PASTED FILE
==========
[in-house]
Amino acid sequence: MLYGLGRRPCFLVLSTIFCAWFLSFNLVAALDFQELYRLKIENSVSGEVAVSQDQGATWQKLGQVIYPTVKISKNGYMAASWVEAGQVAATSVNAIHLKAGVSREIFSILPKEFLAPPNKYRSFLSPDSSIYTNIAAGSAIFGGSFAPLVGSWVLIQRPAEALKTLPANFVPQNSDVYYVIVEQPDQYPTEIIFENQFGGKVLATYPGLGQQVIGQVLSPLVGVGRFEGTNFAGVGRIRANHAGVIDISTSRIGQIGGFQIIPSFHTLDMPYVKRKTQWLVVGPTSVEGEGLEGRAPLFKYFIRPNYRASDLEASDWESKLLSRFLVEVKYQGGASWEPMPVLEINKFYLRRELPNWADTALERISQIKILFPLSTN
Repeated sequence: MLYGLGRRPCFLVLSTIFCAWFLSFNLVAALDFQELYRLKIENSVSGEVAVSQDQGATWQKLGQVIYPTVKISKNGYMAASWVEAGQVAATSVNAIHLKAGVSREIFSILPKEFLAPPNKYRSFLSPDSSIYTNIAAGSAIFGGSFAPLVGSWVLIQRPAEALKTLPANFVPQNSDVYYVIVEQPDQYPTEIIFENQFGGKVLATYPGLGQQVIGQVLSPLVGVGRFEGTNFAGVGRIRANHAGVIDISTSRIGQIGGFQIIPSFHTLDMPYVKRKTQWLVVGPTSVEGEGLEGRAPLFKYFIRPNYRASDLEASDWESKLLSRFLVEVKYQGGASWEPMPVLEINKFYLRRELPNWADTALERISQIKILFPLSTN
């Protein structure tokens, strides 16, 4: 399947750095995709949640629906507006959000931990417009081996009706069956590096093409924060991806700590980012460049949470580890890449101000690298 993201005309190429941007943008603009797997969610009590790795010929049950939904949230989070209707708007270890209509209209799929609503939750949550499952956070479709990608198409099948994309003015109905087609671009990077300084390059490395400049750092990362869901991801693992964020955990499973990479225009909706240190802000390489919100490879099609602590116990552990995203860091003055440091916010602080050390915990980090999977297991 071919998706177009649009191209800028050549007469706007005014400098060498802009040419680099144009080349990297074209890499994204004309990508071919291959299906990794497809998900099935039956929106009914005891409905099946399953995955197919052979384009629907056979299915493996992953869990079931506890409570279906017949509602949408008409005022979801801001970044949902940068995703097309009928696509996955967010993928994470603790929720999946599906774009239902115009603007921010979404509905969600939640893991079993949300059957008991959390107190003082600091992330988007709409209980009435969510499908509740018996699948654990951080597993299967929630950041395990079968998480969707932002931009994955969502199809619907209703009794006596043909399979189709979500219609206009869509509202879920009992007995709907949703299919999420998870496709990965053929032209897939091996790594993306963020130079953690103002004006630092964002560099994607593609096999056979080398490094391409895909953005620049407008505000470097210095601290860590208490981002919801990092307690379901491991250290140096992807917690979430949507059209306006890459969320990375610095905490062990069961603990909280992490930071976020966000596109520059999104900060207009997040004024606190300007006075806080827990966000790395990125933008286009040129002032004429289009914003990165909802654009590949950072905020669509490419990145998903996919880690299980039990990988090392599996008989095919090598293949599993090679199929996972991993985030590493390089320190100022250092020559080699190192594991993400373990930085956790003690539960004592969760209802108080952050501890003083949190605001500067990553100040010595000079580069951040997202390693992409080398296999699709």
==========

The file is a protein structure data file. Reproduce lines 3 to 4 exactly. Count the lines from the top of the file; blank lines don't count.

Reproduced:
Repeated sequence: MLYGLGRRPCFLVLSTIFCAWFLSFNLVAALDFQELYRLKIENSVSGEVAVSQDQGATWQKLGQVIYPTVKISKNGYMAASWVEAGQVAATSVNAIHLKAGVSREIFSILPKEFLAPPNKYRSFLSPDSSIYTNIAAGSAIFGGSFAPLVGSWVLIQRPAEALKTLPANFVPQNSDVYYVIVEQPDQYPTEIIFENQFGGKVLATYPGLGQQVIGQVLSPLVGVGRFEGTNFAGVGRIRANHAGVIDISTSRIGQIGGFQIIPSFHTLDMPYVKRKTQWLVVGPTSVEGEGLEGRAPLFKYFIRPNYRASDLEASDWESKLLSRFLVEVKYQGGASWEPMPVLEINKFYLRRELPNWADTALERISQIKILFPLSTN
């Protein structure tokens, strides 16, 4: 399947750095995709949640629906507006959000931990417009081996009706069956590096093409924060991806700590980012460049949470580890890449101000690298 993201005309190429941007943008603009797997969610009590790795010929049950939904949230989070209707708007270890209509209209799929609503939750949550499952956070479709990608198409099948994309003015109905087609671009990077300084390059490395400049750092990362869901991801693992964020955990499973990479225009909706240190802000390489919100490879099609602590116990552990995203860091003055440091916010602080050390915990980090999977297991 071919998706177009649009191209800028050549007469706007005014400098060498802009040419680099144009080349990297074209890499994204004309990508071919291959299906990794497809998900099935039956929106009914005891409905099946399953995955197919052979384009629907056979299915493996992953869990079931506890409570279906017949509602949408008409005022979801801001970044949902940068995703097309009928696509996955967010993928994470603790929720999946599906774009239902115009603007921010979404509905969600939640893991079993949300059957008991959390107190003082600091992330988007709409209980009435969510499908509740018996699948654990951080597993299967929630950041395990079968998480969707932002931009994955969502199809619907209703009794006596043909399979189709979500219609206009869509509202879920009992007995709907949703299919999420998870496709990965053929032209897939091996790594993306963020130079953690103002004006630092964002560099994607593609096999056979080398490094391409895909953005620049407008505000470097210095601290860590208490981002919801990092307690379901491991250290140096992807917690979430949507059209306006890459969320990375610095905490062990069961603990909280992490930071976020966000596109520059999104900060207009997040004024606190300007006075806080827990966000790395990125933008286009040129002032004429289009914003990165909802654009590949950072905020669509490419990145998903996919880690299980039990990988090392599996008989095919090598293949599993090679199929996972991993985030590493390089320190100022250092020559080699190192594991993400373990930085956790003690539960004592969760209802108080952050501890003083949190605001500067990553100040010595000079580069951040997202390693992409080398296999699709």